The noose around Arizona Attorney General Tom Horne's neck just tightened a little.
On Monday, Maricopa County Superior Court Judge Mark Brain rejected Arizona Attorney General Tom Horne's bid for a temporary restraining order against County Attorney Bill Montgomery, whose office is investigating, among other things, allegations that Horne has used his state office to campaign for re-election..
Though Montgomery has said that he's walled off from any such investigation, Horne's attorney Michael Kimerer argued that Montgomery is biased against Horne (which even Montgomery would concede) and therefore Montgomery's underlings will do his bidding, even if he is walled off.
Judge Brain eviscerates this argument in the following passage from his ruling, which makes for a tasty read:
Plaintiff Horne's notion that Mr. Montgomery's office will do his unspoken bidding is entirely unconvincing as a basis to disqualify the entire office from a mere investigation and grand jury proceeding. In fact, the reported decisions are extraordinarily leery of attempts to disqualify attorneys based solely on a mere appearance of impropriety, uncoupled from additional facts such as those in the cases cited by Plaintiff Horne...One of the central lessons (perhaps "reminders" would be a better word) from the Thomas/Aubuchon/Alexander disciplinary process is that the Nuremburg Defense ("I was just following orders") is not viable in Arizona....The court will not indulge a presumption that the investigators and employees the Maricopa County Attorneys' Office will act unethically based on a mere allegation that they know what Mr. Montgomery wants, nor that a grand jury will ignore its responsibilities in evaluating any potential charges.
The court accepts as a given that prosecuting attorneys typically do not think much of ordinary people who they believe have committed crimes, and think even less of elected officials who they believe have done so. From the facts presented, it is apparent that Mr. Montgomery does not think much of Plaintiff Horne. But one could presumably disqualify a number of investigating agencies if that argument were good enough. Arizona's second-largest county, Pima County, is headed by a Democratic County Attorney (Barbara LaWall); one assumes a similar argument could be constructed against allowing her office to proceed with the investigation. Likewise, it is common knowledge that the Yavapai County Attorney (Sheila Polk) has rejected an administrative law judge's ruling regarding Plaintiff Horne's conduct during an earlier election and continues to pursue him. An approach that so easily disqualifies prosecuting agencies from even investigating someone cannot be right. The court concludes that Plaintiff Horne's chances of success on the merits are modest at best.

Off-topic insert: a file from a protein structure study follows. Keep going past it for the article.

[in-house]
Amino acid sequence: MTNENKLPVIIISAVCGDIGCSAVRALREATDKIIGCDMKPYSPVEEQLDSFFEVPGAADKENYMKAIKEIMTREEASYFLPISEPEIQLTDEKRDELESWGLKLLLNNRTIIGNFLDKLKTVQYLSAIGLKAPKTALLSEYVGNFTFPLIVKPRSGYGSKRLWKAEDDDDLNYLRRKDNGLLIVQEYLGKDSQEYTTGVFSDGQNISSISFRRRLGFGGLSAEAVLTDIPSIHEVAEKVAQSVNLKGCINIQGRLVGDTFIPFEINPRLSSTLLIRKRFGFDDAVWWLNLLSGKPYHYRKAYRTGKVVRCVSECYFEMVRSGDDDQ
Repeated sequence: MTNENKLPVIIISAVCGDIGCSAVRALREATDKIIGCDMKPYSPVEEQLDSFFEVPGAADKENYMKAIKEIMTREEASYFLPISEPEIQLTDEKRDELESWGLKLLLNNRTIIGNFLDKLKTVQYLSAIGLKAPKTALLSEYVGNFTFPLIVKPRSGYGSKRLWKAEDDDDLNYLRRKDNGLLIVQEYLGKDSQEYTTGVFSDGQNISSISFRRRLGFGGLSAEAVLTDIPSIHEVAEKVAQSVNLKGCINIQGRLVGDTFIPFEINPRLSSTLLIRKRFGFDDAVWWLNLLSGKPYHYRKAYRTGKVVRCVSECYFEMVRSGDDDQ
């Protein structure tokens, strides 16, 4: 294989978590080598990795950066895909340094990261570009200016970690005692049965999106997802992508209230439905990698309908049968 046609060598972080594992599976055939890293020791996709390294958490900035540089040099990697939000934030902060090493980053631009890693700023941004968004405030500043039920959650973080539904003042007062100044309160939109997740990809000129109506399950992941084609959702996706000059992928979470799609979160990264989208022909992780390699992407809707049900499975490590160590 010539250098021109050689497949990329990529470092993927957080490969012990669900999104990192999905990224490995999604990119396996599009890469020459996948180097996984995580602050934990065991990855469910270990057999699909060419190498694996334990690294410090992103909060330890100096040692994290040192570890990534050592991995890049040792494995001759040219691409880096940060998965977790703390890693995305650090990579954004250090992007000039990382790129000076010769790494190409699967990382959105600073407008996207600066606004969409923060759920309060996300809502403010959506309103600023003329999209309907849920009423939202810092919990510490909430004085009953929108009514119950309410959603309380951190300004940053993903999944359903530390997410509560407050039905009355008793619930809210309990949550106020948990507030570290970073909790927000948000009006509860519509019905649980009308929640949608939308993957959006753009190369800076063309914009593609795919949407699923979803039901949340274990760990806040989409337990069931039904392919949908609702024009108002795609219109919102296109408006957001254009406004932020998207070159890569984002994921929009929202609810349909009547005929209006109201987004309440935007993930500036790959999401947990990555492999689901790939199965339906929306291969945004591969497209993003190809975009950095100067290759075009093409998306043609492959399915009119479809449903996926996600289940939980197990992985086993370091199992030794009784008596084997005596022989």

Turning to the possibility of irreparable harm if relief is not granted and public policy, Plaintiff Horne's claim (voiced at the oral argument) is that an indictment during the election season might cost him the election. Perhaps so, although the Arizona Republic articles cited by Plaintiff Horne as evidence of Mr. Montgomery's bias actually appear to help him by bolstering his ability to argue that any indictment is just a political stunt. Public policy certainly does not favor shielding candidates from investigations during elections; if a candidate broke the law, he should receive his just reward. Moreover, if there is, in fact, probable cause to indict Plaintiff Horne, then the public has every right to know it so that voters can factor it into their decisions on how to cast their ballots. Having weighed the competing factors set forth in Shoen, the court concludes that Plaintiff Horne is not entitled to a temporary restraining order.
I love the line about the Nuremburg defense not being viable in Arizona. Also, Brain is to be applauded for pointing out that, "if a candidate broke the law, he should receive his just reward," and that, "if there is, in fact, probable cause to indict Plaintiff Horne, then the public has every right to know it so that voters can factor it into their decisions on how to cast their ballots."
Horne's case is not completely dead. There is still a "formal evidentiary hearing on application for a preliminary injunction," but it is scheduled for after the August 26 primary.
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